A Volume of Omissions in the Dictionary of National Biography.
When Leslie Stephen edited his Dictionary of National Biography (the first volume of which, A-Abbey, was published in 1885) he chose the subjects that seemed to him – as a Victorian and a man of letters – to be the most deserving. Over the next 100 years what started as a trickle has become a flood of letters, challenging his decisions and deploring the omissions. As one of the Dictionary's present editors, Dr C.S. Nicholls, says, 'Everyone has a "pet person" whom they feel should not have been omitted'.
In view of this the publishers, Oxford University Press, have taken the momentous decision to produce a 'volume of omissions'. As Dr Nicholls points out, there are various categories of people who, for equally various reasons, failed to make the grade first time around. Stephen had no interest in sportsmen – unless they were cricketers; science, business and trade were not (except for exceptional cases) worthy of inclusion, and of course, women came off very badly (Isabella Beeton, for instance, whose contribution to Victorian domestic comfort and harmony was immense, got no mention). This last group has provoked a torrent of complaints in recent years, particularly from the United States, and therefore many more women – poets, painters, authors (Mrs Beeton included) – will join the chosen.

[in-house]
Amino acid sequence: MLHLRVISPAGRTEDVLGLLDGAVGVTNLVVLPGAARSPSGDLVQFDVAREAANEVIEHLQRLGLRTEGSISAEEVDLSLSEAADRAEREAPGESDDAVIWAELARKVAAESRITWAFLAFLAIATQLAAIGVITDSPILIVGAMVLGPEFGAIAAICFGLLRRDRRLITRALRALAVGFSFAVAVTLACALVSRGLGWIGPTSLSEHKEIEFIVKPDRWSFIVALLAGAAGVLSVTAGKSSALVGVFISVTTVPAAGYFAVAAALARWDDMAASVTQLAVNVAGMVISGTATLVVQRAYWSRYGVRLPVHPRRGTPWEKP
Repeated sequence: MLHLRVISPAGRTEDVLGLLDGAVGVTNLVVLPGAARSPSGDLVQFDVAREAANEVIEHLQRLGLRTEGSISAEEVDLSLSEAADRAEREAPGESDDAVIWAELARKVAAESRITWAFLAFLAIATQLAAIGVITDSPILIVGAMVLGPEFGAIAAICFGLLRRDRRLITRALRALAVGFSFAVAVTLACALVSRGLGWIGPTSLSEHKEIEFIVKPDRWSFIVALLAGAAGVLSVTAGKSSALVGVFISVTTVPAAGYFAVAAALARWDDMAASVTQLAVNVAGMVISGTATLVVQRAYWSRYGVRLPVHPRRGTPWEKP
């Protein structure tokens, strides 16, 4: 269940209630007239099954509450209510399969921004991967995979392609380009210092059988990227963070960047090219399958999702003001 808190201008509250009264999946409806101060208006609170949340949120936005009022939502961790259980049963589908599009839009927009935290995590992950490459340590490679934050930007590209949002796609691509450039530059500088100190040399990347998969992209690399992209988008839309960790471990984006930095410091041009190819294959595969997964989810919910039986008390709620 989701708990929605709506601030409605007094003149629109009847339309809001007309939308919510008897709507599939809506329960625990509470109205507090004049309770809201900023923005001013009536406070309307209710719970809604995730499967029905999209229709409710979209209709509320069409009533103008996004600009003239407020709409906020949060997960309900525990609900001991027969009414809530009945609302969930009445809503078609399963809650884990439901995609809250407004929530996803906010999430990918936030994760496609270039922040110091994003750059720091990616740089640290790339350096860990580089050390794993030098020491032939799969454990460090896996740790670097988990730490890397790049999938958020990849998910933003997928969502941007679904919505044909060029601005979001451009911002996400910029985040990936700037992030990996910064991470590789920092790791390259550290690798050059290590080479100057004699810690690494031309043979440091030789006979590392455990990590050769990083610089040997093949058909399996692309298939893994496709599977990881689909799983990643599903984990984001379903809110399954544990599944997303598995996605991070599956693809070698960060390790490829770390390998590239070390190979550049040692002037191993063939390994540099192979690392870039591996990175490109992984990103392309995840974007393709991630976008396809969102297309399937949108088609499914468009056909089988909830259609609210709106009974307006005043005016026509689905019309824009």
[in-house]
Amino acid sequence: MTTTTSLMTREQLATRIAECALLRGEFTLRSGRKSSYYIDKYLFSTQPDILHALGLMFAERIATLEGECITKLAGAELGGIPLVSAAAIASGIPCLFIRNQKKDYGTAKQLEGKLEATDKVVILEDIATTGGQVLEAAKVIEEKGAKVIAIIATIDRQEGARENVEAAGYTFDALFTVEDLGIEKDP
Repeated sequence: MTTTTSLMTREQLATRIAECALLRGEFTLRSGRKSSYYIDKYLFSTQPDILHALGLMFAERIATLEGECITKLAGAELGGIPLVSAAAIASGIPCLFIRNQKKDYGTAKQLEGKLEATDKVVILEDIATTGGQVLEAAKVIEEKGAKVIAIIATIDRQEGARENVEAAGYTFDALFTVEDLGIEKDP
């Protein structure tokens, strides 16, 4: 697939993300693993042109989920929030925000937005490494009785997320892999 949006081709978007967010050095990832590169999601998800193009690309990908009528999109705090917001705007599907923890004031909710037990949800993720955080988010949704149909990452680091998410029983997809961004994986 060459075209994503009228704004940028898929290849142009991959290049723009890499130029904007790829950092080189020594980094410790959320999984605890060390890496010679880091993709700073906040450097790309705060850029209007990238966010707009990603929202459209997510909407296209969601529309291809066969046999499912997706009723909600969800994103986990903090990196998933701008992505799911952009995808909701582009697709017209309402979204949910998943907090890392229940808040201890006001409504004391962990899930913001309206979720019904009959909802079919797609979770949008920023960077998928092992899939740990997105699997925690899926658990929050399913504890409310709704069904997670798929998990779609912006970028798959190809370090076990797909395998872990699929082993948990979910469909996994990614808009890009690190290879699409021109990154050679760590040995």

Another category to be included is those who were 'discovered' posthumously – diarists figure here, gossipy Creevey and the ingenuous Kilvert – and other figures like the poet Gerard Manley Hopkins who only became popular during the First World War.